“I don’t mind.”

“I do,” he said.

Her eyes narrowed a little bit, but she said nothing. She turned to his dad. “You take care of yourself,” she said. “And if you need another ride, or anything, you know how to get me.”

Mark gave her a real smile. She leaned in and kissed his cheek, and then, without another look at Sam, headed to the exit.

“Becca,” he said.

Her response was to shut the door, with her on the other side of it. Great. Sam turned his head and met his dad’s gaze.

“Son, seriously,” Mark said. “I really believed you had all the brains in the family.”

A nurse brought them to an exam room, and Josh came in wearing a white doctor jacket with a stethoscope around his neck and a ready smile. “Mark. Sam,” he said. “Good to see you both. Sorry about the circumstances.”

“And what exactly are the circumstances?” Sam asked.

Josh looked at Mark.

Mark looked guilty.

“You didn’t tell him?” Josh asked.

“You do it so well,” Mark said.

Josh gave him a pained look and turned to Sam. “Liver’s failing. Slow, long deterioration, most likely caused by alcohol abuse. It’s not acute. I’ve put him on meds and requested a diet that includes no alcohol and a moderate exercise plan. A lot of the time, the meds work and slow the deterioration down, but sometimes they don’t.”

Sam sat heavily. “And if they don’t?”

“We’ll see. Maybe a transplant if there’s a serious lifestyle change,” Josh said, and paused. He didn’t say it, but Sam heard it—if he’s lucky. Sam looked at his dad.

Mark met his gaze, the usual flash of guilt in his eyes.

Shit. “It’s going to be okay,” Sam said.

Mark nodded.

“It is,” he reiterated, because like Becca said, saying it twice would make it so.

Chapter 15

Sweet baby Jesus,” Olivia whispered.

Becca hummed her agreement but didn’t take her eyes off front and center, which was a pack of three surfers out in the water. Cole, lean and rangy. Tanner, with more bulk to his muscle.

Sam, of the broad shoulders and ripped abs.

Becca stared at them and took a lick of her ice cream.

Olivia stared at them, too, and took a lick of her ice cream.

It was Sunday afternoon, and they were both off work. They’d made a pit stop at Lance’s ice cream stand on the pier, where Becca had also bought a bag of ranch-flavored popcorn for herself for later, and then they’d planted themselves on the sand to watch the show.

“I’d have paid money for this,” Olivia said. “Who’s the deliciously mocha-skinned one?”

“Tanner,” Becca said.

“Tanner’s pretty damn fine,” Olivia said.

“They’re all fine.”

Olivia snorted. “Like you’re looking at anyone besides Sam.”

This was true. Still, Becca tore her gaze off the guys to look at her cohort. “How do you know Sam but not Cole or Tanner?”

“Sam stopped one night on the highway when I had a flat tire and helped me fix it. Until I moved into the warehouse, I’d never seen the other two; they’re not exactly my shop’s usual clientele.”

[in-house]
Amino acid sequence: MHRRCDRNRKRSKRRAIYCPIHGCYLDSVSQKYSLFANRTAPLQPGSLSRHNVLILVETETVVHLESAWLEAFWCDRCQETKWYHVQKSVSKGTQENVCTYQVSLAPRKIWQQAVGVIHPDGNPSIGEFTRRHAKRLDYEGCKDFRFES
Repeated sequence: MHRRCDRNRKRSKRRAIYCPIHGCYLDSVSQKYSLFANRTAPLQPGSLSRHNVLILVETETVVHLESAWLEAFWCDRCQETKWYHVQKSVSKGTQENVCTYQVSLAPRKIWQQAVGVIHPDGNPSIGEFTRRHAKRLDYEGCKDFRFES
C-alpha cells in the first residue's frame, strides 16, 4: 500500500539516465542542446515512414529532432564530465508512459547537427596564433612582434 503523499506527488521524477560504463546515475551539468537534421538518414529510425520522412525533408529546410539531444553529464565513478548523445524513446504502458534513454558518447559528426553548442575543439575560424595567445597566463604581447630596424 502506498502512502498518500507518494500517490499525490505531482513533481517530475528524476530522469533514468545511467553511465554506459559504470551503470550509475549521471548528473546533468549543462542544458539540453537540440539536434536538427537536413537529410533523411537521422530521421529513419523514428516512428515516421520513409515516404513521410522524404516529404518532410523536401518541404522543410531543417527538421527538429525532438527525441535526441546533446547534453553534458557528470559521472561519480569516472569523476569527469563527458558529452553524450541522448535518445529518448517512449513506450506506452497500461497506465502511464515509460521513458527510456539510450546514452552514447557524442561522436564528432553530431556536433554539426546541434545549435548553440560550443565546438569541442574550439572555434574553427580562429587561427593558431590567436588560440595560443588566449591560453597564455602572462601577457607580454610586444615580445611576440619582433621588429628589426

Becca smiled at the thought of any of the three guys shopping at the very lovely but very feminine store Olivia had created. “You could probably easily go out with either of them, if you’re interested.”

“I’m not,” Olivia said. “At all.” But she kept looking.

So did Becca.

That night, Becca FaceTimed with Jase, who was at her parents’ house. He asked her again to come to Seattle for his upcoming concert.

And though Seattle was only two hours from Lucky Harbor, she once again declined.

Her mom and dad tried to pressure her into saying yes. They were worried about Jase, and for good reason. But Becca couldn’t carry that burden alone again, not even for Jase.

“He can’t continue without your support,” her mom said.

Becca wanted to say, And what about me? Who’s giving me support? But it was far too late for that question.

Jase had nudged their mom out of the way and rolled his eyes at Becca. A we’re-in-this-together gesture that was so familiar, Becca ached. He looked good, she thought. Great actually. Rested. He’d gained some of his weight back, but the telltale signs were there, and she knew why her mom and dad were worried. He talked too fast, too scattered, and his eyes were way too bright.

He didn’t ask her about herself. He didn’t dare, because he knew. And when Becca came right out and asked him if he was using, their connection was suddenly lost.

She tried calling him back but he’d gone radio silent.

And a radio-silent Jase was never a good thing. Anxiety kept her up all night, watching the moonbeams dance across her walls. At dawn, she forced her concerns out of her head and went to work. Since she was early, she started the coffee and used her phone to search for cheap sheet music for the kids.

A minute later, Sam walked in. As he did every morning, he went straight for the coffeepot. He was in his usual uniform of loose, low-slung board shorts and a tight rash-guard T-shirt that clung to his mouthwatering body, complete with the cool sunglasses that made him look like the perfect combination of delicious and trouble. “Good weekend?” she asked.

“I worked on a boat.”

“You did?” she asked. “I never saw you.”